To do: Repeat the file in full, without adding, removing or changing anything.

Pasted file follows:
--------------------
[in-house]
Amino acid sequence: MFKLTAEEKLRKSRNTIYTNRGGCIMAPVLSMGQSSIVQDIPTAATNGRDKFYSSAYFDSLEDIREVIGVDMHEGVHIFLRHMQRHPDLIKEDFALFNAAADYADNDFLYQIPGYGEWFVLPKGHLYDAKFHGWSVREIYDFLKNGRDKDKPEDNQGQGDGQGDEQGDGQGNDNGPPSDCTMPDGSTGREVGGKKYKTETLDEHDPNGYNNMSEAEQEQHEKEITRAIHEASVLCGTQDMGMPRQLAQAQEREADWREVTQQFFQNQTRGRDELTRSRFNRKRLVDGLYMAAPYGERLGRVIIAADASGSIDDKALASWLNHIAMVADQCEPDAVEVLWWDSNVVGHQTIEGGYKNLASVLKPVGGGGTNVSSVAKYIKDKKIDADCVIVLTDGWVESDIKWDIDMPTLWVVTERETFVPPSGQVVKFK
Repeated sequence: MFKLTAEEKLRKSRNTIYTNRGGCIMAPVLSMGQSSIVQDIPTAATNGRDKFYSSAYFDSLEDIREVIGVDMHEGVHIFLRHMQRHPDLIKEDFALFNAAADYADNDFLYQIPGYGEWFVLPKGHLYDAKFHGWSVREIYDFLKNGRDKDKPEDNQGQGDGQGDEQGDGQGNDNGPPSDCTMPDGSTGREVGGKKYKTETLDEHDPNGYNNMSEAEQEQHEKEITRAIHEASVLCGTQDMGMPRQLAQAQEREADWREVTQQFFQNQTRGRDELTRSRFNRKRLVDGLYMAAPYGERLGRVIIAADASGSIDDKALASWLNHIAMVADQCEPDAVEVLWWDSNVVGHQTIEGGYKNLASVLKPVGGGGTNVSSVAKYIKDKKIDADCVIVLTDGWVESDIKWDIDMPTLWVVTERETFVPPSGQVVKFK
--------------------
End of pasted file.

[in-house]
Amino acid sequence: MFKLTAEEKLRKSRNTIYTNRGGCIMAPVLSMGQSSIVQDIPTAATNGRDKFYSSAYFDSLEDIREVIGVDMHEGVHIFLRHMQRHPDLIKEDFALFNAAADYADNDFLYQIPGYGEWFVLPKGHLYDAKFHGWSVREIYDFLKNGRDKDKPEDNQGQGDGQGDEQGDGQGNDNGPPSDCTMPDGSTGREVGGKKYKTETLDEHDPNGYNNMSEAEQEQHEKEITRAIHEASVLCGTQDMGMPRQLAQAQEREADWREVTQQFFQNQTRGRDELTRSRFNRKRLVDGLYMAAPYGERLGRVIIAADASGSIDDKALASWLNHIAMVADQCEPDAVEVLWWDSNVVGHQTIEGGYKNLASVLKPVGGGGTNVSSVAKYIKDKKIDADCVIVLTDGWVESDIKWDIDMPTLWVVTERETFVPPSGQVVKFK
Repeated sequence: MFKLTAEEKLRKSRNTIYTNRGGCIMAPVLSMGQSSIVQDIPTAATNGRDKFYSSAYFDSLEDIREVIGVDMHEGVHIFLRHMQRHPDLIKEDFALFNAAADYADNDFLYQIPGYGEWFVLPKGHLYDAKFHGWSVREIYDFLKNGRDKDKPEDNQGQGDGQGDEQGDGQGNDNGPPSDCTMPDGSTGREVGGKKYKTETLDEHDPNGYNNMSEAEQEQHEKEITRAIHEASVLCGTQDMGMPRQLAQAQEREADWREVTQQFFQNQTRGRDELTRSRFNRKRLVDGLYMAAPYGERLGRVIIAADASGSIDDKALASWLNHIAMVADQCEPDAVEVLWWDSNVVGHQTIEGGYKNLASVLKPVGGGGTNVSSVAKYIKDKKIDADCVIVLTDGWVESDIKWDIDMPTLWVVTERETFVPPSGQVVKFK